Policymakers have refused to create a market for biomass to promote forest thinning.
That leaves the Forest Service with a choice: Fight fire with fire.
The dilemma is no where more evident than on the watershed for the C.C Cragin Reservoir — a key water supply for both Payson and Phoenix.
The Forest Service last year offered a 3,500-acre timber sale on the watershed, hoping logging companies would actually pay to reduce tree densities from about 800 per acre to about 100 per acre.
Not a single company put in a bid — partly because the Forest Service specifications would have required them to haul away low-value biomass composed of saplings, branches and debris.
The decision recently by the Arizona Corporation Commission made things much worse, dashing hopes that the state regulatory agency would require the utilities it oversees to buy 60 megawatts of electricity annually generated from such biomass. Backers hoped non-regulated utilities like the Salt River Project would buy another 30 megawatts.
Now, the Forest Service has regrouped on the C.C. Cragin watershed, contracting with the Wild Turkey Federation to manage the 3,500-acre General Springs timber sale. Officials hope the group can raise money from outside sources to subsidize the thinning project. The Forest Service has already partnered with both Payson, the National Forest Foundation and SRP in an effort to accelerate the thinning of the vulnerable watershed.
In the meantime, the Forest Service remains reliant on a risky alternative to thinning projects — managed wildfires.
The wet winter this year allowed the Forest Service to manage fires across Arizona it would have otherwise put out quickly. Fires burning right now include lightning-caused Castle fire 11 miles north of Jacob Lake, which crew are monitoring within a managed fire planning area of 12,000 acres, the lightning-cased Newman Fire south of Upper Lake Mary near Flagstaff burning in a 22,000-acre planning area.
The 64,000-acre C.C. Cragin watershed offers a perfect illustration of the challenges facing the Forest Service in trying to integrate fire into its plan to restore millions of acres of forest now subject to devastating, town-destroying crown fires.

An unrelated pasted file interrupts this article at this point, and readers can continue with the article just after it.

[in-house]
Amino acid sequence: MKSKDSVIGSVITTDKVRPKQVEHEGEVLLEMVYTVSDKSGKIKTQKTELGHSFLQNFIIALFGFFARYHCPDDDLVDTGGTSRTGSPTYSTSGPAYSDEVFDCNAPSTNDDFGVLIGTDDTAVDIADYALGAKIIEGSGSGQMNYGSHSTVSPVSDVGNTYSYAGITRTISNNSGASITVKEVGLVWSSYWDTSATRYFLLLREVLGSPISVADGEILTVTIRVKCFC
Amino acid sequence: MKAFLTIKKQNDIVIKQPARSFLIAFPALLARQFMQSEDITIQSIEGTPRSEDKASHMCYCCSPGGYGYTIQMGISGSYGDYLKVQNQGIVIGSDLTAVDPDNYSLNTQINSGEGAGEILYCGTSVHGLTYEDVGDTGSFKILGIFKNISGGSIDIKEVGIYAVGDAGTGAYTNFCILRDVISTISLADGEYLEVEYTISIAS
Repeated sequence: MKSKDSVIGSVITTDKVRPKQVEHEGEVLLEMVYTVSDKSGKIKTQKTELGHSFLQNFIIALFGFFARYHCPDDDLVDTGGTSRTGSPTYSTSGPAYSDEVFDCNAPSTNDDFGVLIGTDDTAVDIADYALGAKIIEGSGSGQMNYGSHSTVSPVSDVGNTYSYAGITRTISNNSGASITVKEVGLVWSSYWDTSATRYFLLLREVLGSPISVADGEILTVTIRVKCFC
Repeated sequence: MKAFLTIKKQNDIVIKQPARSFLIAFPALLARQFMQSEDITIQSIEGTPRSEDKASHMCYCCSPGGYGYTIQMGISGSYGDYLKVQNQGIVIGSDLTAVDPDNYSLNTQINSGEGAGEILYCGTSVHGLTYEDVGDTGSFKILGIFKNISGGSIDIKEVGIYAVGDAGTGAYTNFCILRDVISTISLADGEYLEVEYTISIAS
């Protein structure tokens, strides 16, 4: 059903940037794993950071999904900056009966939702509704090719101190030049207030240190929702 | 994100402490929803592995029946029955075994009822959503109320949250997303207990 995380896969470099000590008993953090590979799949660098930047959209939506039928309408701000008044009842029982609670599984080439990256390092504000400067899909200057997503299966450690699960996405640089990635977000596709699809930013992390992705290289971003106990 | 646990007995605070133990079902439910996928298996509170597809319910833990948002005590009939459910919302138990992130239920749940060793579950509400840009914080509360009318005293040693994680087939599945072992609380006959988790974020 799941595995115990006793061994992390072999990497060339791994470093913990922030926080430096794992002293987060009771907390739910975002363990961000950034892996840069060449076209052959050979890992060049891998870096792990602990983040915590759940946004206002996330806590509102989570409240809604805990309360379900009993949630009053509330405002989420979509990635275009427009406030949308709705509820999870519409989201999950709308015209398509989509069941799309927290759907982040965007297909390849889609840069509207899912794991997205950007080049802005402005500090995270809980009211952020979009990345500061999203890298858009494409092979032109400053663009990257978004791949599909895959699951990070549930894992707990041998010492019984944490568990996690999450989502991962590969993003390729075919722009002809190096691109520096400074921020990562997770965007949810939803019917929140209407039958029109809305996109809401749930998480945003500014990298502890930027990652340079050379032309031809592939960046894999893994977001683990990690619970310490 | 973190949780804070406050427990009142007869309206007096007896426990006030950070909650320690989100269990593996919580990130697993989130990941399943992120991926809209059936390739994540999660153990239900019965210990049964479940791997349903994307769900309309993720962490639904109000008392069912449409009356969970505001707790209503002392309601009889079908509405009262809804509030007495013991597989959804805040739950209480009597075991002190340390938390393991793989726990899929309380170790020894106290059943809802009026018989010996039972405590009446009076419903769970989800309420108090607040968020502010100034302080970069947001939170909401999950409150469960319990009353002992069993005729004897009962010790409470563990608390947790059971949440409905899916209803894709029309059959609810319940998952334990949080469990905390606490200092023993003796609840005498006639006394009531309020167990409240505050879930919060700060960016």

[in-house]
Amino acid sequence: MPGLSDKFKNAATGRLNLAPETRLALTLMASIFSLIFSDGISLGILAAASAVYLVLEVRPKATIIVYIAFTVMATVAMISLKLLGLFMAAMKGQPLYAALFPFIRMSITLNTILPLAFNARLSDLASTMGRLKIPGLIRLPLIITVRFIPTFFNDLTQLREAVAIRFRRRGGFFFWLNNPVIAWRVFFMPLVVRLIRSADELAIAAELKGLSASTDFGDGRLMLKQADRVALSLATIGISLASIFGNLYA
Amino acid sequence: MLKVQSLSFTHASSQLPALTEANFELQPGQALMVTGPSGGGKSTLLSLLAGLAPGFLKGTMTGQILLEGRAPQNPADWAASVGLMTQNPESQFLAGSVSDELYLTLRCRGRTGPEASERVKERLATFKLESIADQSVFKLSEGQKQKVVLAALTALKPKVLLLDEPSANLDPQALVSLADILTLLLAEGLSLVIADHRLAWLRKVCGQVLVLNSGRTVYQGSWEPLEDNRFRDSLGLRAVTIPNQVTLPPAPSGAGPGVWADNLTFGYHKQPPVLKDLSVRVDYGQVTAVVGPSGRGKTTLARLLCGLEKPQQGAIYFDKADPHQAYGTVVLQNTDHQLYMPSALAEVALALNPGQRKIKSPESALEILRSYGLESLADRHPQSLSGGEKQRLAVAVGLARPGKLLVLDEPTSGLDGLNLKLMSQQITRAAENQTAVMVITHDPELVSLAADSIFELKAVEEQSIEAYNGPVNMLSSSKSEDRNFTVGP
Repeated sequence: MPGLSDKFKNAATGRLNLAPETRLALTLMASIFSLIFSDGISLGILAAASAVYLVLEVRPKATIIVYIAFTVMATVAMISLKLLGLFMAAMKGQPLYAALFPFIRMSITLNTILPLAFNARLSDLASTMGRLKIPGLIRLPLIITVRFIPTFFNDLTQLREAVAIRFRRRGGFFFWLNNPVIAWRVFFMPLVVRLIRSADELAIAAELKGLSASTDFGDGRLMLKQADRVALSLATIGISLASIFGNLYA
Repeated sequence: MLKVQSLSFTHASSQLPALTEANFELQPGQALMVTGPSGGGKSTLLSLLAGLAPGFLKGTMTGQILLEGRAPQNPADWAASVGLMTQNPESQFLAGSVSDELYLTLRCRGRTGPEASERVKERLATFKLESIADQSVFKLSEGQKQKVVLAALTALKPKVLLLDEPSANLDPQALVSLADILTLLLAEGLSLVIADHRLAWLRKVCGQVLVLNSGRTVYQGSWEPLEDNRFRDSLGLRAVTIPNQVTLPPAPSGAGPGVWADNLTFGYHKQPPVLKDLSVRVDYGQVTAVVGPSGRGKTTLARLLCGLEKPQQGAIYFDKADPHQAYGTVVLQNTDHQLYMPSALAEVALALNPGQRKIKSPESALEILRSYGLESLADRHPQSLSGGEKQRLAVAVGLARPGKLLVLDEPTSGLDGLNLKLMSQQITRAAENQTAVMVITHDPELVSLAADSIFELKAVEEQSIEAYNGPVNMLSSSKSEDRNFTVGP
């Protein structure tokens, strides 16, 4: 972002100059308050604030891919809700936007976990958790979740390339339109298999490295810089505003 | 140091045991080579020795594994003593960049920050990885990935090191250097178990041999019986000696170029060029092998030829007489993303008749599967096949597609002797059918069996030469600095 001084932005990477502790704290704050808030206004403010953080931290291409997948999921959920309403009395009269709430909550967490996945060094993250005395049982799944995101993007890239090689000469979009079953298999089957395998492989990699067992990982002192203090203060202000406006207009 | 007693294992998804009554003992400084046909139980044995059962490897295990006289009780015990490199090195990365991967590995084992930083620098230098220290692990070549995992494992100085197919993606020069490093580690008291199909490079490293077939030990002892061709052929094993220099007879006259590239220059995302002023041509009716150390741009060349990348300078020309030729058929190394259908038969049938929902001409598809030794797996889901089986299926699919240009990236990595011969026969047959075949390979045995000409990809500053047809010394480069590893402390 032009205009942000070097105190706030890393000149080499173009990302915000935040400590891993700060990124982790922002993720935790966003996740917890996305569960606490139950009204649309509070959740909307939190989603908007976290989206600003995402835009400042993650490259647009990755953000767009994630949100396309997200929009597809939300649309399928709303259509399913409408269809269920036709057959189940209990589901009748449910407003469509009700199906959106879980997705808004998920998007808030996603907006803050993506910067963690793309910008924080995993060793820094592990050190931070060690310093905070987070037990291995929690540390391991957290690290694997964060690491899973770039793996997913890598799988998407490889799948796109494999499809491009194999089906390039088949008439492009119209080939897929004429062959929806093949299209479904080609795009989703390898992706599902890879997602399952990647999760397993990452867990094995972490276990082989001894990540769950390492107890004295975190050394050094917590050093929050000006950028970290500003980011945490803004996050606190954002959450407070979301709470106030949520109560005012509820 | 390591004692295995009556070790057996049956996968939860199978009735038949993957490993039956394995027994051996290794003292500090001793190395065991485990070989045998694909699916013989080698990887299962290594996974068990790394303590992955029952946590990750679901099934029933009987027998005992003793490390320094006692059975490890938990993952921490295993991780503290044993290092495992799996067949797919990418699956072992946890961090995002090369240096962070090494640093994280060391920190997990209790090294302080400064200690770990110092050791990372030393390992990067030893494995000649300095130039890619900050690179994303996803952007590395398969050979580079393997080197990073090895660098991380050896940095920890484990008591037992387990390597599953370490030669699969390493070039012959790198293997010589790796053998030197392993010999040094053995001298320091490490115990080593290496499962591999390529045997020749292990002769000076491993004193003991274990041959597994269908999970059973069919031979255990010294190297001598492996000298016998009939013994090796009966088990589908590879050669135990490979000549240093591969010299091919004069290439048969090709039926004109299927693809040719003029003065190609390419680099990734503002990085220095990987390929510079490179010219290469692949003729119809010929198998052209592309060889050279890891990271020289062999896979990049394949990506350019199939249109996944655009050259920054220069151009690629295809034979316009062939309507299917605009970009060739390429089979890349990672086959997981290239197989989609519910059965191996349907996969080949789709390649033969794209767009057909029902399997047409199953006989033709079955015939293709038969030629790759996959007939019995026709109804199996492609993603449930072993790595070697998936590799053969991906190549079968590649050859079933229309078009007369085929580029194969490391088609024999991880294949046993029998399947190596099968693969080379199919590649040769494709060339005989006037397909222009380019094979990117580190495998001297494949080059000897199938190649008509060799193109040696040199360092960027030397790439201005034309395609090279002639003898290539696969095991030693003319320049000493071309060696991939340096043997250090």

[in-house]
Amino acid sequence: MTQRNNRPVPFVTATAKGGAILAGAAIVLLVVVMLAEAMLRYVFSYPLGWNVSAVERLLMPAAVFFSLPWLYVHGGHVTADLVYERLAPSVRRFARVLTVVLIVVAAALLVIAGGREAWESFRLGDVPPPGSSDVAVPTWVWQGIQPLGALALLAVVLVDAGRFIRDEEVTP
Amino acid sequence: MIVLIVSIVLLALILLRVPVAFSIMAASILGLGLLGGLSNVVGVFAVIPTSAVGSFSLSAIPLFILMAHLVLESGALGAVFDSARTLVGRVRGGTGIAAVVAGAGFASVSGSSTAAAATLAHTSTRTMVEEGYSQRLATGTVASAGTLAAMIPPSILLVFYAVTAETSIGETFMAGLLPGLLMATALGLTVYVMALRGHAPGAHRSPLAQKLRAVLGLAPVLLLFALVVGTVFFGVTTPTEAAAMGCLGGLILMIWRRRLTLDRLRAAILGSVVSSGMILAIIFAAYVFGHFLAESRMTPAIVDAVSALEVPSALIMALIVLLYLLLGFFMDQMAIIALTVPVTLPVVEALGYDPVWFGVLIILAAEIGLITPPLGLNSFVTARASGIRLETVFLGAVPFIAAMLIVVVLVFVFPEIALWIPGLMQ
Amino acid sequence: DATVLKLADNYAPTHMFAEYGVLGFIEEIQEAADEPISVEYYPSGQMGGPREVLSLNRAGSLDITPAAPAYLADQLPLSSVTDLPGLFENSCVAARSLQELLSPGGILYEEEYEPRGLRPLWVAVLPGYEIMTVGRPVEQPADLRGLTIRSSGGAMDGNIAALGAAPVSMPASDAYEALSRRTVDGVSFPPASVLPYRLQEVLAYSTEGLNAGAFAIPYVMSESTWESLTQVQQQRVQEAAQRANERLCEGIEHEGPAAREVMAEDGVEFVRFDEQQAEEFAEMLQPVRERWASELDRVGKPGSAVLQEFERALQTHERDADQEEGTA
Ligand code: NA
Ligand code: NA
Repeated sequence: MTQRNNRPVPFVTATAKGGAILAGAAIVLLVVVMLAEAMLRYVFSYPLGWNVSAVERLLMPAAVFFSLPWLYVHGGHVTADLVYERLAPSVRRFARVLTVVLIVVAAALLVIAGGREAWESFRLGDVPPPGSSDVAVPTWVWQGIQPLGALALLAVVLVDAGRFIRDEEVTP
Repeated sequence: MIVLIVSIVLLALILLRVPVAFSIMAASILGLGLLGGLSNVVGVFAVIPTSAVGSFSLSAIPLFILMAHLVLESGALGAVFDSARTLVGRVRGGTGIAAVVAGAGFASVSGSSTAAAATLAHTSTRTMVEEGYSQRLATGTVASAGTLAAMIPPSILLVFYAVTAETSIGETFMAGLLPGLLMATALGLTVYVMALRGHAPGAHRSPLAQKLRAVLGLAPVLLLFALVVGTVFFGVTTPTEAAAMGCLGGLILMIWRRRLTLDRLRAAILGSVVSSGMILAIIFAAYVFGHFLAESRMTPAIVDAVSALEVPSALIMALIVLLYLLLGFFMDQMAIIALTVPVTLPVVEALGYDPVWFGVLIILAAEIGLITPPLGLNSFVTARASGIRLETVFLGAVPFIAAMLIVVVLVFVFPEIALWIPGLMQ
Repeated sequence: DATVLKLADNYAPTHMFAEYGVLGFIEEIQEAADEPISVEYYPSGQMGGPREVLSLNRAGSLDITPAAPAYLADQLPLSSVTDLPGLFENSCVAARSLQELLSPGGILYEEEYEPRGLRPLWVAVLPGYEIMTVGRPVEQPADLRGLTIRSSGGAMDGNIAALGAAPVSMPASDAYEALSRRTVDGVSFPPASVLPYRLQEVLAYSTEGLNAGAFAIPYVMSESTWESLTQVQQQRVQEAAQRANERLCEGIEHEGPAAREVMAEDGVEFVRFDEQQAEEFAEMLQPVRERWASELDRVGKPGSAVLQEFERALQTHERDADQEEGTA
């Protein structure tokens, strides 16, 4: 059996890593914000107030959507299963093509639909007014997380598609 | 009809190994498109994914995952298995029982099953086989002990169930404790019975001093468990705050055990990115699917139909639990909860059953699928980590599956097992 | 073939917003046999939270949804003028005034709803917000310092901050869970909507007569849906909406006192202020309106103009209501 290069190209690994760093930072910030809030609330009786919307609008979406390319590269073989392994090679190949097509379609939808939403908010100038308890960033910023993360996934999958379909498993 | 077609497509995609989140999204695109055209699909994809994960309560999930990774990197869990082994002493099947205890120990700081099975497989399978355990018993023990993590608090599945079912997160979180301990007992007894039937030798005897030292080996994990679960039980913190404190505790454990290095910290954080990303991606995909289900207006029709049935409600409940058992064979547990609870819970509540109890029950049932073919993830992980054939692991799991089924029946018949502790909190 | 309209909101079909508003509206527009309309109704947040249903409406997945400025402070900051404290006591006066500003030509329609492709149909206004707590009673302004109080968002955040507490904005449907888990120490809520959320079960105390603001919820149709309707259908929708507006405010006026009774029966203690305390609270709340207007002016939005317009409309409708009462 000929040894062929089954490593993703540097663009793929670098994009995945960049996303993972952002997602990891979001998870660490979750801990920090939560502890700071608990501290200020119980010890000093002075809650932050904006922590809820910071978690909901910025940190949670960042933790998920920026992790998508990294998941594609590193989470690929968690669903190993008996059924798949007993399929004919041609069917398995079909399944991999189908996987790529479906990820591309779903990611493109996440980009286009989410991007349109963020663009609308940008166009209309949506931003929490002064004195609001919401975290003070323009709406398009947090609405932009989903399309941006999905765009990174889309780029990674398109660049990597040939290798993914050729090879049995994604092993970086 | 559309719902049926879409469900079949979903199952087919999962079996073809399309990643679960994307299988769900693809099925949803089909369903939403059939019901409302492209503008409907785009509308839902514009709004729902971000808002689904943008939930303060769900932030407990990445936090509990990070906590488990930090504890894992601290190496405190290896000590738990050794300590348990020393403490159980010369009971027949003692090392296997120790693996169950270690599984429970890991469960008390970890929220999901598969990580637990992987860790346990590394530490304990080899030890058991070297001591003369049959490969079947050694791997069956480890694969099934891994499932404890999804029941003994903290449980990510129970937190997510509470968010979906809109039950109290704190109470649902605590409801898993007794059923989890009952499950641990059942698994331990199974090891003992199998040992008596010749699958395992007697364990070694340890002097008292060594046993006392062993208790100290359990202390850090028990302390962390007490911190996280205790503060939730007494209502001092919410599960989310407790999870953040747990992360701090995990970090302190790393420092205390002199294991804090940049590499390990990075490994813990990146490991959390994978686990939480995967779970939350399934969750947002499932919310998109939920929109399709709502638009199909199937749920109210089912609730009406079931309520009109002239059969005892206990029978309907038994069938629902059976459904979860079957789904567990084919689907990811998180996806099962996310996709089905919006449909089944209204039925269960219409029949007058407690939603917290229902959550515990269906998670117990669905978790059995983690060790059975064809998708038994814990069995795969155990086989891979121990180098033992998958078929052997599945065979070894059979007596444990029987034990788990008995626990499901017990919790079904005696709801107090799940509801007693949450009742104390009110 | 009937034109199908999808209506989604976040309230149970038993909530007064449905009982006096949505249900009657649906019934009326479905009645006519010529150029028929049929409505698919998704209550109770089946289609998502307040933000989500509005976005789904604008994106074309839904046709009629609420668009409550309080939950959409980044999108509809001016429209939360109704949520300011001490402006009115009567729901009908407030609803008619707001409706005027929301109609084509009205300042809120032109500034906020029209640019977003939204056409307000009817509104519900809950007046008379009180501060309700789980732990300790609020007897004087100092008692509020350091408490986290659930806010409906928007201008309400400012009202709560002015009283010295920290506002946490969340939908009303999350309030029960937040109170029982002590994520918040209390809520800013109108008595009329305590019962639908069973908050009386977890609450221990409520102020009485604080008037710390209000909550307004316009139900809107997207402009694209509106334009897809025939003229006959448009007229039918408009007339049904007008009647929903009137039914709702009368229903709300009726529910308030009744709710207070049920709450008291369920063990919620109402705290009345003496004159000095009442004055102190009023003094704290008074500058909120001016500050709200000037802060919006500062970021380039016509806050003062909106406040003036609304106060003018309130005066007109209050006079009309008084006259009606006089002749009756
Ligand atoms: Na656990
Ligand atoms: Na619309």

Forest managers say that a high-intensity crown fire on the dense thickets of trees on the slopes above the reservoir would cause flooding that could fill the long, narrow reservoir with mud. Such a fire could also destroy the infrastructure of the $54 million pipeline serving Payson as well as moving water to the Verde River where it supplies Phoenix.
So far, several low-intensity fires during the cooler months have burned through portions of the watershed without climbing into the treetops.
In June of 2018, the Bear Fire burned on top of the Mogollon Rim in the burn scar left by the Dude Fire. The fire ambled through dead and downed wood and burned off pine duff without jumping up into the bigger trees. It effectively created a buffer zone on the edge of the C.C. Cragin watershed — and just in time.
Weeks later, in more dangerous conditions, a presumably human-caused fire started at the base of the Mogollon Rim. The Highline Fire roared up the face of the Rim. Some 450 firefighters supported by air tankers made a stand along Control Road 300 to keep it from spreading into the forest beyond. The fire burned into the still smoldering scar of the Bear Fire.